The hottest player on Tour has to be Jason Dufner, who has surged into the top-20 with three consecutive top-five finishes. Dufner, who ranks 10th on the money list, is the only player in the top 19 without a win.
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    Poulter offers explanation in dispute with marshal

    By Will GrayJuly 15, 2018, 6:47 pm

    Ian Poulter took to Twitter to offer an explanation after the Englishman was accused of verbally abusing a volunteer during the third round of the Scottish Open.

    Poulter hooked his drive on the opening hole at Gullane Golf Club into a bush, where Quintin Jardine was working as a marshal. Poulter went on to find the ball, wedge out and make bogey, but the details of the moments leading up to his second shot differ depending on who you ask.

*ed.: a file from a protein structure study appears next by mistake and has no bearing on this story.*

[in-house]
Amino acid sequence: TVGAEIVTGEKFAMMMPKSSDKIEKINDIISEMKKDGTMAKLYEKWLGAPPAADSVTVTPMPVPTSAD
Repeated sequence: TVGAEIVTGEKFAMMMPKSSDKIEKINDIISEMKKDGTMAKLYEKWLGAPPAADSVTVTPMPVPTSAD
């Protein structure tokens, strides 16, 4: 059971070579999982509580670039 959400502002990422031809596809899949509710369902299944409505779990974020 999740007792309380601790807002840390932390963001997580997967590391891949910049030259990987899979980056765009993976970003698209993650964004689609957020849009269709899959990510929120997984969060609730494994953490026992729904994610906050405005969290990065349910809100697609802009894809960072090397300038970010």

Jardine wrote a letter to the tournament director that he also turned into a colorfully-titled blog post, accusing Poulter of berating him for not going into the bush "feet first" in search of the ball since Poulter would have received a free drop had his ball been stepped on by an official.

    Full-field scores from the ASI Scottish Open

    "I stood and waited for the player. It turned out to be Mr. Poulter, who arrived in a shower of expletives and asked me where his ball was," Jardine wrote. "I told him and said that I had not ventured into the bush for fear of standing on it. I wasn't expecting thanks, but I wasn't expecting aggression, either."